Earlier this week, the James Beard Foundation passed out its awards (*PDF), which are like Oscars of the food world. Sunday, Washington took home prizes for best Audio Webcast or Radio Show (the Kojo Nnamdi Show) and Newspaper Food Section (the Washington Post). But the next night, when restaurants and chefs were honored, Washington got no love. There were a number of local names in the running (*PDF), including pastry chef Amanda Cook of CtiyZen, José Andrés for overall Outstanding Chef, Komi's Johnny Monis for Rising Star, and Peter Pastan of Obelisk and 2Amys and Bryan Voltaggio of Volt for Best Chef: Mid-Atlantic.
José Andrés, the peripatetic Spanish chef who's known for his small-plates empire in Washington, will open two more restaurants in Last Vegas. Tom Sietsema reports Andrés is planning a version of Jaleo, his Spanish-tapas concept, as well as a Chinese/Mexican hybrid.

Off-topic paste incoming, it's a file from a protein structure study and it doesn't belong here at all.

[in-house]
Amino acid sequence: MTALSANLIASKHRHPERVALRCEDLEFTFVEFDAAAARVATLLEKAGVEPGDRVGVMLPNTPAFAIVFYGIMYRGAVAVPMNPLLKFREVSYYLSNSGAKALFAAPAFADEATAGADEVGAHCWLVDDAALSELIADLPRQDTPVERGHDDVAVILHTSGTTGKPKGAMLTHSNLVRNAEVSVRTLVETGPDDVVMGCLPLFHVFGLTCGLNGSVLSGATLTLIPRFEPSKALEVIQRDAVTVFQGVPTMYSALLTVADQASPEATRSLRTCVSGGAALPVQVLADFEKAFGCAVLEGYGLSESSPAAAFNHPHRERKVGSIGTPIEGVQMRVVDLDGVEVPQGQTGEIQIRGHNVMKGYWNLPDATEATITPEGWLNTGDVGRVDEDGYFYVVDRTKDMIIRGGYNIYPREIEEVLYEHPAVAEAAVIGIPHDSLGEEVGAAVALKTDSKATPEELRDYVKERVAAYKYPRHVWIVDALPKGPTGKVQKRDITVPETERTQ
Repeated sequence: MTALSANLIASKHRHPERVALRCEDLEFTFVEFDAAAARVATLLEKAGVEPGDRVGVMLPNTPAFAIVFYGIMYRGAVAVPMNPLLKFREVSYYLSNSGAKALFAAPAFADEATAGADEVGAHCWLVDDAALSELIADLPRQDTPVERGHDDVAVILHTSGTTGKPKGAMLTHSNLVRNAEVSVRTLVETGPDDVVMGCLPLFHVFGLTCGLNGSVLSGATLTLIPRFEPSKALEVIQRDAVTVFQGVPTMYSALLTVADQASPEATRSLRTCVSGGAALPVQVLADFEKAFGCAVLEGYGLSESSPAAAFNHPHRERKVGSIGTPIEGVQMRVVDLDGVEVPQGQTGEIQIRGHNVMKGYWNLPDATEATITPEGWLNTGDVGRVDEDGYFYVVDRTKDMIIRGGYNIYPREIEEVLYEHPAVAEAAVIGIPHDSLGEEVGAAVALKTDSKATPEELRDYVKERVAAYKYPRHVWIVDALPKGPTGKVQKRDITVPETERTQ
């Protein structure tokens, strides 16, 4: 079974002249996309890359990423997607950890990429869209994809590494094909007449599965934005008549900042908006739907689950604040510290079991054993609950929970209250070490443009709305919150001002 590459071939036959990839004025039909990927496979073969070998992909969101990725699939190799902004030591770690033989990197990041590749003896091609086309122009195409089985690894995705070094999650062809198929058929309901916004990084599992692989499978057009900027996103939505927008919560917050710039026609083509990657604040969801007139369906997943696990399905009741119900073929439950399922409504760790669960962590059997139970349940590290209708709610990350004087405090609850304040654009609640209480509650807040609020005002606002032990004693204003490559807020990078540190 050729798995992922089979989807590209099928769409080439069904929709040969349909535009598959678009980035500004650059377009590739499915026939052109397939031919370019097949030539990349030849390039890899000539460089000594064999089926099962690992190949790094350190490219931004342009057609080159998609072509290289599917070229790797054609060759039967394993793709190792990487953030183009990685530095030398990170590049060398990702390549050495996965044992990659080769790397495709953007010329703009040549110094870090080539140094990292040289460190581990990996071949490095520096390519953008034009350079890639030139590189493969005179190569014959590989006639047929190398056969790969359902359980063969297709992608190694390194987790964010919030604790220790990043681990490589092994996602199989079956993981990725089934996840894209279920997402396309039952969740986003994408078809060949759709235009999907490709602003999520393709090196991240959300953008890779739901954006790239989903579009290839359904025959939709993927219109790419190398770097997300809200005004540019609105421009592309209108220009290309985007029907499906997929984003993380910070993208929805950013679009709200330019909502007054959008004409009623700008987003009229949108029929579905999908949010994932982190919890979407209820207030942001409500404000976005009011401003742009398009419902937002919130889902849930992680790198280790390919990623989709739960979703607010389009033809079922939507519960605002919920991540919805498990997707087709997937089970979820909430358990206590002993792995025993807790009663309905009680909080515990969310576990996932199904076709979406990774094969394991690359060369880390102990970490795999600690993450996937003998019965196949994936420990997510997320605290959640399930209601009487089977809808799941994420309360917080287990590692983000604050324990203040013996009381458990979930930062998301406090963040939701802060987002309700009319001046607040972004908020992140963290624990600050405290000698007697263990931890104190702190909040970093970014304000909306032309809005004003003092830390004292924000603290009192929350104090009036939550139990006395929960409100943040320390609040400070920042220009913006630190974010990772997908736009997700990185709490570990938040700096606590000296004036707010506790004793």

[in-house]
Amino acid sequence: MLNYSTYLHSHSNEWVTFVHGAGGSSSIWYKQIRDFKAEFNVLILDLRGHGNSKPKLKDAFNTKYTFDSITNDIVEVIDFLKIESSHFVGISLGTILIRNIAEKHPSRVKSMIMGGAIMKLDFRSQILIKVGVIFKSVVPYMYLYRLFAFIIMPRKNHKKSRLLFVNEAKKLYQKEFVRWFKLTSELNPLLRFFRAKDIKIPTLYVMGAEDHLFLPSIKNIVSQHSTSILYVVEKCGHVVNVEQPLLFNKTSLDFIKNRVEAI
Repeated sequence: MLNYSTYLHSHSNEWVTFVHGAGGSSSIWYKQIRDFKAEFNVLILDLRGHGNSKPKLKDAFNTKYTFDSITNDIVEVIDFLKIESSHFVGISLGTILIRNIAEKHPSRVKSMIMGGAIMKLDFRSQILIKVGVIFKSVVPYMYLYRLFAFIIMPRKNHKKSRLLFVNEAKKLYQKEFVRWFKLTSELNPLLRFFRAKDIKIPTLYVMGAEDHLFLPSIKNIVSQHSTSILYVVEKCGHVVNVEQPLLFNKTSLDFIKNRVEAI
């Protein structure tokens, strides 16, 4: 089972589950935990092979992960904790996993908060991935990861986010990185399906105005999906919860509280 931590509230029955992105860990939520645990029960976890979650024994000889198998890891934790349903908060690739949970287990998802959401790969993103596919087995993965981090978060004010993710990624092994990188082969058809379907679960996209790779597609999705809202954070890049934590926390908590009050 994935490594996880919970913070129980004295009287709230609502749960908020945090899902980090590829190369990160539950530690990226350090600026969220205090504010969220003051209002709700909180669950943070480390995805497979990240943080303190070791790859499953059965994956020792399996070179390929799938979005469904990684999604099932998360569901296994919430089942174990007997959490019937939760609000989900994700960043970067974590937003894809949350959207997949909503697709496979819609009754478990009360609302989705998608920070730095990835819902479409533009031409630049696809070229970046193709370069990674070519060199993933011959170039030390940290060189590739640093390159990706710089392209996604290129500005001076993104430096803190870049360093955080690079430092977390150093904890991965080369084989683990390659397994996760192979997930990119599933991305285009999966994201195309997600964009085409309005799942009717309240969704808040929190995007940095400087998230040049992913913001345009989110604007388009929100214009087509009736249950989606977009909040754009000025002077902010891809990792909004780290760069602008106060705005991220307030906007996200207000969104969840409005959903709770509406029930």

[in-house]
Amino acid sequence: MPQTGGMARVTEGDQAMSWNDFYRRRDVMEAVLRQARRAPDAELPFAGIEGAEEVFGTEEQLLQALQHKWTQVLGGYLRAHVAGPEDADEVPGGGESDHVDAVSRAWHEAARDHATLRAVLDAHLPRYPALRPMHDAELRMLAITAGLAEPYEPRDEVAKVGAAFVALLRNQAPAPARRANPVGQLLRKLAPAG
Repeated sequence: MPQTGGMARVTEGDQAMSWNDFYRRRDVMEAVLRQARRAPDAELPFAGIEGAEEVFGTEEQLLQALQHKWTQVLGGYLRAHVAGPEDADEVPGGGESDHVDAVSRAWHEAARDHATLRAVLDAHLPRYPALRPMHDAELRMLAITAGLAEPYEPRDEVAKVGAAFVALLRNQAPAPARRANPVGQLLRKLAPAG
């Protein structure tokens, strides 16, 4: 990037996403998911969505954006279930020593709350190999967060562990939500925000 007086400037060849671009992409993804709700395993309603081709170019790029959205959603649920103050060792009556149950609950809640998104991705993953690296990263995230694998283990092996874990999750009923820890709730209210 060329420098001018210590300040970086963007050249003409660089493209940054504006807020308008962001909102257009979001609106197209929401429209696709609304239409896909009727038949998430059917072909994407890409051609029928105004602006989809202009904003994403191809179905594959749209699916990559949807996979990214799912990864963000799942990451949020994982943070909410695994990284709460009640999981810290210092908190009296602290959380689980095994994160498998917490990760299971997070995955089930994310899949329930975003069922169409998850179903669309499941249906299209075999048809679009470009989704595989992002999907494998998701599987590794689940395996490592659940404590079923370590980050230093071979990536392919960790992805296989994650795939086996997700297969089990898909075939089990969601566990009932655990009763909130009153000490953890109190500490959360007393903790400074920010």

Tom Sietsema wrote on Twitter that Amanda Cook of CityZen, who was a nominee for a James Beard Award for best pastry chef, is leaving Eric Ziebold's kitchen after five years in the job. Sietsema followed up with another tweet saying Cook is leaving to do her own thing, according to Ziebold.
Starting this week, locavores have a couple more grocery options: Wednesday, Georgetown's market (Rose Park, 26th and O sts., NW) hosted its first market of the season. The FreshFarm Markets' White House location (810 Vermont Ave., NW)—the one that Michelle Obama inaugurated last year—opened Thursday. Today, the Capital Harvest on the Plaza (*PDF) market (1300 Pennsylvania Ave., NW) debuts after a brief opening last fall. Vendors there include Firefly Farms, Gun Powder Bison & Trading, and Ayrshire Farm. Tomorrow marks the first Glover Park and Burleith Farmers Market at Hardy Middle School (1819 35th St., NW).
Prince of Petworth reports that the former Seafood & Crab space near 14th and U streets, Northwest, is set to become Chidogo, serving Italian beef and hot dogs. In other words, a place specializing in Chicago's street food. That corner is becoming a regional-foods bazaar—across the street is JJ's Cheesesteaks, serving Philly's most famous sandwich.
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